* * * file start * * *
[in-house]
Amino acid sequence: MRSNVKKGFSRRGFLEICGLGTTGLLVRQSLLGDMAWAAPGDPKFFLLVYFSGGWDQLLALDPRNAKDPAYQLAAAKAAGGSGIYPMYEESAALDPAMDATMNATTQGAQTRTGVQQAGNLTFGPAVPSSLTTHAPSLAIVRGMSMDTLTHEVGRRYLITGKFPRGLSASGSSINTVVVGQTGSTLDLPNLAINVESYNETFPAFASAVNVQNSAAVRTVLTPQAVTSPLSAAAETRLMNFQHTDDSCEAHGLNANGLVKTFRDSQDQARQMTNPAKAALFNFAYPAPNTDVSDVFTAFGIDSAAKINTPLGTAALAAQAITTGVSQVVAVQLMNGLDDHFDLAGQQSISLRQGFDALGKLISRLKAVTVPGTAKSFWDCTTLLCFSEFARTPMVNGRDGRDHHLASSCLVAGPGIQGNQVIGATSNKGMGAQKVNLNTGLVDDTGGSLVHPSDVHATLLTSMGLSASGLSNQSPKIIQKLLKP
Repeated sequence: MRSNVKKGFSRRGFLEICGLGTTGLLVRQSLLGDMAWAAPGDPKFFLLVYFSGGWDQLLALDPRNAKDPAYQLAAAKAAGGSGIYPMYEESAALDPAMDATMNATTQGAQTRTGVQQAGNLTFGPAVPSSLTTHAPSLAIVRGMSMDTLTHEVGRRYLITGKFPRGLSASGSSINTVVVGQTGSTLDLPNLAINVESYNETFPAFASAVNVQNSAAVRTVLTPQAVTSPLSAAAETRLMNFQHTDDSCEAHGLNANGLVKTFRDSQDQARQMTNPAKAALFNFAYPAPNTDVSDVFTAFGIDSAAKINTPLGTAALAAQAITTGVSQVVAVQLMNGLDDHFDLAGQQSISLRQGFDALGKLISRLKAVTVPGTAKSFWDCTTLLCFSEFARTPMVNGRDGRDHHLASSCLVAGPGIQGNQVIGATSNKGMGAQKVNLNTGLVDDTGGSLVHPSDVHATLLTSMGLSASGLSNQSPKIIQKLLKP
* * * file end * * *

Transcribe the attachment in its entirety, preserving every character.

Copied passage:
[in-house]
Amino acid sequence: MRSNVKKGFSRRGFLEICGLGTTGLLVRQSLLGDMAWAAPGDPKFFLLVYFSGGWDQLLALDPRNAKDPAYQLAAAKAAGGSGIYPMYEESAALDPAMDATMNATTQGAQTRTGVQQAGNLTFGPAVPSSLTTHAPSLAIVRGMSMDTLTHEVGRRYLITGKFPRGLSASGSSINTVVVGQTGSTLDLPNLAINVESYNETFPAFASAVNVQNSAAVRTVLTPQAVTSPLSAAAETRLMNFQHTDDSCEAHGLNANGLVKTFRDSQDQARQMTNPAKAALFNFAYPAPNTDVSDVFTAFGIDSAAKINTPLGTAALAAQAITTGVSQVVAVQLMNGLDDHFDLAGQQSISLRQGFDALGKLISRLKAVTVPGTAKSFWDCTTLLCFSEFARTPMVNGRDGRDHHLASSCLVAGPGIQGNQVIGATSNKGMGAQKVNLNTGLVDDTGGSLVHPSDVHATLLTSMGLSASGLSNQSPKIIQKLLKP
Repeated sequence: MRSNVKKGFSRRGFLEICGLGTTGLLVRQSLLGDMAWAAPGDPKFFLLVYFSGGWDQLLALDPRNAKDPAYQLAAAKAAGGSGIYPMYEESAALDPAMDATMNATTQGAQTRTGVQQAGNLTFGPAVPSSLTTHAPSLAIVRGMSMDTLTHEVGRRYLITGKFPRGLSASGSSINTVVVGQTGSTLDLPNLAINVESYNETFPAFASAVNVQNSAAVRTVLTPQAVTSPLSAAAETRLMNFQHTDDSCEAHGLNANGLVKTFRDSQDQARQMTNPAKAALFNFAYPAPNTDVSDVFTAFGIDSAAKINTPLGTAALAAQAITTGVSQVVAVQLMNGLDDHFDLAGQQSISLRQGFDALGKLISRLKAVTVPGTAKSFWDCTTLLCFSEFARTPMVNGRDGRDHHLASSCLVAGPGIQGNQVIGATSNKGMGAQKVNLNTGLVDDTGGSLVHPSDVHATLLTSMGLSASGLSNQSPKIIQKLLKP